Three Auckland district health boards have written off debts of $53.5 million run up by ineligible overseas patients in the past five years.
Counties Manukau wrote off $31m, having recouped only a third of treatment costs from patients themselves and their insurers.
A spokesperson said it appeared more people were visiting its area with existing health conditions and without medical insurance.
As of last month, 10 patients were receiving dialysis at the Counties Manukau DHB, with a total patient debt of more than $1.7m.
A spokesperson said patients requiring treatment for an acute injury or illness were treated, regardless of their eligibility for funded services, and unrecovered costs were passed to a debt collection agency.
At Auckland DHB, more than 100 ineligible patients are seen each year at its Greenlane eye clinic alone.
The DHB had more than $14.5m of unpaid treatment costs of which $10.9m was paid for by the Ministry of Health and $3.6m by the DHB itself.
Some patients repay money owing, either personally or through insurance policies.
Auckland and Counties Manukau receive partial refunds from the Ministry of Health because of the extent of their debts. The DHBs pay for the rest of the debt out of their general operating budget.
Waitemata DHB, which wrote off $8m, gets no extra from the ministry.
Counties Manukau said it received $3.6 million this year to recognise the unpaid debts.
The health board had a higher proportion of non-eligible patients than other regions, but it wasn't clear why, a spokesperson said in a statement.
"However, many people in our community are in New Zealand on visas and/or on a short-stay basis. This includes a large new-immigrant community, people with extended family visiting from overseas, particularly from the Pacific, and people travelling via Auckland International airport.
"It is possible, (but not provable) that in our district, more people are visiting with already compromised health status, delay seeking early medical care, do not understand where to access healthcare in NZ, are here without travel/medical insurance to cover medical costs during their stay, and/or have immigration sponsors with their own limited financial resources."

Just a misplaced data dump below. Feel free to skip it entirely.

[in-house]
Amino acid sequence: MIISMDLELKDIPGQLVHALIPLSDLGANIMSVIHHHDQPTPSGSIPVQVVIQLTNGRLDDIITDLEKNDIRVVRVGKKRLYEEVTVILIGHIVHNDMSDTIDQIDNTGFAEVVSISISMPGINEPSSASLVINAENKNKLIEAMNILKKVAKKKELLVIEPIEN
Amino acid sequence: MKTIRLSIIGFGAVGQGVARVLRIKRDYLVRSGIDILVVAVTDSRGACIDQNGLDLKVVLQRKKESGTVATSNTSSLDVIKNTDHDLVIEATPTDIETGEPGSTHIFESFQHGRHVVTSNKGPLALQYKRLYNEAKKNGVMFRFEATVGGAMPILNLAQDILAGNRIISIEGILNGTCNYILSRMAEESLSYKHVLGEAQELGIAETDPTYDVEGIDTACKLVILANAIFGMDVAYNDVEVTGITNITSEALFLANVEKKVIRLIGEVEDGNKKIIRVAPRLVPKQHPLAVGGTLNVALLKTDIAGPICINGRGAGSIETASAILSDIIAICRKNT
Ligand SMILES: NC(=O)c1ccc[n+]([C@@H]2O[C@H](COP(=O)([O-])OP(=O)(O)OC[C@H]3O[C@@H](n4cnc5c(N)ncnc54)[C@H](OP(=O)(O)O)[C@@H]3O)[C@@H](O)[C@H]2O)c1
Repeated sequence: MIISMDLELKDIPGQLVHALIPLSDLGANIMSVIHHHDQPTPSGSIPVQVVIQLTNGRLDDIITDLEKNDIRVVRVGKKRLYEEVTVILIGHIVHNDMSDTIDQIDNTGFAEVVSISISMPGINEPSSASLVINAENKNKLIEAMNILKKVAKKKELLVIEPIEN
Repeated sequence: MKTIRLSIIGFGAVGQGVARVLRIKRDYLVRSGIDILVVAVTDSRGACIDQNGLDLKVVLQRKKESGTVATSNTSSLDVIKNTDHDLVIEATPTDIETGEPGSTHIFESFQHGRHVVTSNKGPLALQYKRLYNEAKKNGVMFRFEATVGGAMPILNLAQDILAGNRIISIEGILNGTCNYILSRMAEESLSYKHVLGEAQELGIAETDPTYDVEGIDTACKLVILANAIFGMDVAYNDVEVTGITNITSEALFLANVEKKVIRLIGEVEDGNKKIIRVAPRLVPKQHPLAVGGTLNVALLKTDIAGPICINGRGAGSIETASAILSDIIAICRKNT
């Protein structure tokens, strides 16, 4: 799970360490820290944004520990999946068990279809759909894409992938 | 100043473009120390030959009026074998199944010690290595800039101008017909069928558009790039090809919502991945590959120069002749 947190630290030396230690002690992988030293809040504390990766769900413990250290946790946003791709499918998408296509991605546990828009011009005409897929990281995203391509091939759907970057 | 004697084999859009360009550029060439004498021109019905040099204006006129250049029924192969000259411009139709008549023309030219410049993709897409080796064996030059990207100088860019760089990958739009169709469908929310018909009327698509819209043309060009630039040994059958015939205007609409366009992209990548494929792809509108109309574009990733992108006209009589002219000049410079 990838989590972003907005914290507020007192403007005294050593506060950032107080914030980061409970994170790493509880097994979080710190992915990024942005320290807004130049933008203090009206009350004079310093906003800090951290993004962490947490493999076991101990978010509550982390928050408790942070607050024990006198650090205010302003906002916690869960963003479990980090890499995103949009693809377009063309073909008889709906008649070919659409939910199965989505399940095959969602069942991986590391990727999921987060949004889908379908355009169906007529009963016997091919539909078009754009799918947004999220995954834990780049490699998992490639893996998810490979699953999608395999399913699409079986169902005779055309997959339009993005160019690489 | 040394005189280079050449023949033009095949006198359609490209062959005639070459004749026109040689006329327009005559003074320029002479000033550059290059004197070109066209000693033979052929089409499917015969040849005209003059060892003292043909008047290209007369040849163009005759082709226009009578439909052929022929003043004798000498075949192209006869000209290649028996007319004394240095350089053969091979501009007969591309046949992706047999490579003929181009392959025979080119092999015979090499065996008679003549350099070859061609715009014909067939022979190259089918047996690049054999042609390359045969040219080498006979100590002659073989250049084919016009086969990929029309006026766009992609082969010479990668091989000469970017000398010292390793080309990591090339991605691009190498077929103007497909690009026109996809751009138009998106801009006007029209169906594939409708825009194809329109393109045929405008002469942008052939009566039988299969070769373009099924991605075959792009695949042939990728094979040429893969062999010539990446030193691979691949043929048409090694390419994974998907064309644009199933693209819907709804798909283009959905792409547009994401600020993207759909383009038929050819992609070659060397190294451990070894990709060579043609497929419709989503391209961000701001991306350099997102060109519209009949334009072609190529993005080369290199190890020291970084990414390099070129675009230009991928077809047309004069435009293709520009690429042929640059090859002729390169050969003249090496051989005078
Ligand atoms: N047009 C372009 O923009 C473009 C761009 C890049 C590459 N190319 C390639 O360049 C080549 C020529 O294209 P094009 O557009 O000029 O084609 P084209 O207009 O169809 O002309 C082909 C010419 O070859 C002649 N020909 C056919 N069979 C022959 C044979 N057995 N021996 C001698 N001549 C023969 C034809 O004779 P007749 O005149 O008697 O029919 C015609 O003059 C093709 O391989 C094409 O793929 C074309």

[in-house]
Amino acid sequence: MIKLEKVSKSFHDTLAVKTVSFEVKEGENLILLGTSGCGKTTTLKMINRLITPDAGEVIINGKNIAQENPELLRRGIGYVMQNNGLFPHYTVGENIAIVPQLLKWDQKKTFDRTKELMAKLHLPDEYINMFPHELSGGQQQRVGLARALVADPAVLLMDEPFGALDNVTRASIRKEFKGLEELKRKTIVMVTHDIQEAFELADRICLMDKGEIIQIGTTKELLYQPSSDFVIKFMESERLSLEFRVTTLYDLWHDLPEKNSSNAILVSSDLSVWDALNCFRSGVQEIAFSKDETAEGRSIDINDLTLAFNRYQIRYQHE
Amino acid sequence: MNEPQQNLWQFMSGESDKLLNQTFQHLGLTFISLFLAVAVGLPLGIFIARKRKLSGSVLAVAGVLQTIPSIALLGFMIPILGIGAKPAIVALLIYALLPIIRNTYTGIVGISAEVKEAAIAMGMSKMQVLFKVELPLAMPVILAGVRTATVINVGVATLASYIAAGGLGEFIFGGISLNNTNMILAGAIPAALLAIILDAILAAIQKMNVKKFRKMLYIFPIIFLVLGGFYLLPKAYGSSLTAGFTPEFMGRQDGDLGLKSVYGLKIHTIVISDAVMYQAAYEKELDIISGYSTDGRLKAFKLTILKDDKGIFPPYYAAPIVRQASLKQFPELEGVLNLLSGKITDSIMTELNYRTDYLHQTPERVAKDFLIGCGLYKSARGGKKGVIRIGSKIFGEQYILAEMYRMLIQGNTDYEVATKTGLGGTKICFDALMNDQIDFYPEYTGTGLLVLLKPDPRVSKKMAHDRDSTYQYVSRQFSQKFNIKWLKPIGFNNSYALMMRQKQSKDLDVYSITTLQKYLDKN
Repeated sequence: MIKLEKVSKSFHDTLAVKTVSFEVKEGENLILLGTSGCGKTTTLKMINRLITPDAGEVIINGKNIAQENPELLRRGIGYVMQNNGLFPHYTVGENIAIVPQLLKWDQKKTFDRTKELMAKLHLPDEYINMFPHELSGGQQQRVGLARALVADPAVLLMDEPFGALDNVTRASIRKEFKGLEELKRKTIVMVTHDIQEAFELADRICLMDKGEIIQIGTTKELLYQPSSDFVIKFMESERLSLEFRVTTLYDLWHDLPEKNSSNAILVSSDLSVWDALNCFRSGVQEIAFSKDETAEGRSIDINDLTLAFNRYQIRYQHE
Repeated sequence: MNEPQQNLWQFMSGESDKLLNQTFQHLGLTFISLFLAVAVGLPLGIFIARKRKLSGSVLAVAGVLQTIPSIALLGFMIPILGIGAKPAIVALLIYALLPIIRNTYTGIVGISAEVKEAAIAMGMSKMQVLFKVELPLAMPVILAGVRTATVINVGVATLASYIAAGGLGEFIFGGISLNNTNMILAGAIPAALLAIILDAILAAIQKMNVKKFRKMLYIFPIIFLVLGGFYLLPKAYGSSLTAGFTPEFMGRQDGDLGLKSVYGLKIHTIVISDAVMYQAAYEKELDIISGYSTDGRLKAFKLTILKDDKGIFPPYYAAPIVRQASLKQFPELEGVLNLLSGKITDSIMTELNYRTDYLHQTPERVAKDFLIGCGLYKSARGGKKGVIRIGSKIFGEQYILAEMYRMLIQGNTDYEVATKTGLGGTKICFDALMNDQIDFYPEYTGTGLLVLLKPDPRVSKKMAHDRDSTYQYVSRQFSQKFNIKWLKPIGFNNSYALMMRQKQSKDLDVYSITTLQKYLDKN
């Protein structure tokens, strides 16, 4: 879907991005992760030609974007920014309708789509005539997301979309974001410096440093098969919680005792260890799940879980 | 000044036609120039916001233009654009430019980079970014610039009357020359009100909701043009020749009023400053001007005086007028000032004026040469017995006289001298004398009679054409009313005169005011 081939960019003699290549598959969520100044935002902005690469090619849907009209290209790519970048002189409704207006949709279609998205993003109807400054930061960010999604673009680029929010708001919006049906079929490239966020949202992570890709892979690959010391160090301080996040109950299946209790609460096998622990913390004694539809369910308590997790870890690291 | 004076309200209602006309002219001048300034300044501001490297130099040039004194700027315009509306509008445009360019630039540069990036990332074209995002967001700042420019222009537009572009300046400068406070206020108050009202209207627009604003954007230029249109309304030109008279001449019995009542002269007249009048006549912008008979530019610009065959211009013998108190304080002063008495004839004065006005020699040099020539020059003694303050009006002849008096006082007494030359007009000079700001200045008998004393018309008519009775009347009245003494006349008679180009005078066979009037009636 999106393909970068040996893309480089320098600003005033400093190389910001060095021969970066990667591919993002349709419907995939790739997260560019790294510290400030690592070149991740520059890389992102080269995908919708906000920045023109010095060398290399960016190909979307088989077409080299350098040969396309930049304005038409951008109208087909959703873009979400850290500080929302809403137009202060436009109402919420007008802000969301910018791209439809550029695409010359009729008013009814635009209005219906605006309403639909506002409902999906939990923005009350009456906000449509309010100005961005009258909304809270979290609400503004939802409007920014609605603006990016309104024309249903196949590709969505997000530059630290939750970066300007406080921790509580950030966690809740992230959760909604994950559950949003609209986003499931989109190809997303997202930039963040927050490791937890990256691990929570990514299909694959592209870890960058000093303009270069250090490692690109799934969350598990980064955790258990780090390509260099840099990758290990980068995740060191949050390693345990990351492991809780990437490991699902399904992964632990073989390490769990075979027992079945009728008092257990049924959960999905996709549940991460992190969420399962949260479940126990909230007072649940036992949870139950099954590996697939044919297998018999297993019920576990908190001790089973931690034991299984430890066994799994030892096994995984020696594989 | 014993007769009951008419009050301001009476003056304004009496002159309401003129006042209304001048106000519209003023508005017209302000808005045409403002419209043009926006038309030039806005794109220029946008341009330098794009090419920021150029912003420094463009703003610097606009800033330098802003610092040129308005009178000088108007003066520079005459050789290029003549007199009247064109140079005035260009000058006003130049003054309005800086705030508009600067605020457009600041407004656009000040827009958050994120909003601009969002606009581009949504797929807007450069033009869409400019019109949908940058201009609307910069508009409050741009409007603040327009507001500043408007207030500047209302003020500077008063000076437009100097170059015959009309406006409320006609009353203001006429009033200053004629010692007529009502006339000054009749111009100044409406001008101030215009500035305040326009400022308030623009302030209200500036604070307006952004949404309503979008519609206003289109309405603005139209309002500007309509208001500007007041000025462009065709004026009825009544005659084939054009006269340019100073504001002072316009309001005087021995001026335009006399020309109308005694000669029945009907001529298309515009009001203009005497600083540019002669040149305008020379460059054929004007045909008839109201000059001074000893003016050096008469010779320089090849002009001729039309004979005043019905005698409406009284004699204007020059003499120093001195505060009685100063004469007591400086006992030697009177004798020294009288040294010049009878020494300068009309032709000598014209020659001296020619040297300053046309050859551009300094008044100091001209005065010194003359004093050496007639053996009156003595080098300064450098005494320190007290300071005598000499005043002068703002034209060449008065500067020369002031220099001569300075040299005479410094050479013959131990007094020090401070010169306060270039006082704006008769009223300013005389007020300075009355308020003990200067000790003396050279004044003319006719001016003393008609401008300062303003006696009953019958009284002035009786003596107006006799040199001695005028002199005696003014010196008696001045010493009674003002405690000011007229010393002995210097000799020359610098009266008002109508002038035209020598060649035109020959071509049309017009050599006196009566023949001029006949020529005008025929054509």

A more cautious approach by New Zealand Police towards chasing fleeing drivers may be leading to fewer crashes, but the total number of chases remains close to an all-time high.
Half-year statistics released this month by police suggest the number of pursuits taking place is similar to last year, while the number abandoned has increased and the number of crashes has dropped by about 10 per cent.
Fleeing driver incidents have been in the spotlight in recent years, with their number increasing by 64 per cent between 2013 and 2017, going from 2308 chases in a year up to 3796.
Police adopted a more cautious approach to chases two years ago, including leaving the decision to continue or abandon a chase in the hands of a pursuit controller at the station rather than the officer driving.
The chase forced a police officer to run for his life as the car swerved to the wrong side of the road
Source: 1 NEWS
The statistics detail the number of incidents, abandonments and crashes in the first six months of 2018 to June 30.
Incidents are steady, with 1892 chases recorded. If they continue at that rate, the 2018 total will be 3784 - just 12 fewer than last year.
A graph showing the number of police pursuit (fleeing driver) incidents per year. Data source is NZ Police, graph by 1 NEWS.
Source: 1 NEWS/NZ Police
Abandonments are up about six per cent, with 1119 chases called off up to June 30. That makes the end-of-year projection about 2238, compared with last year's 2105.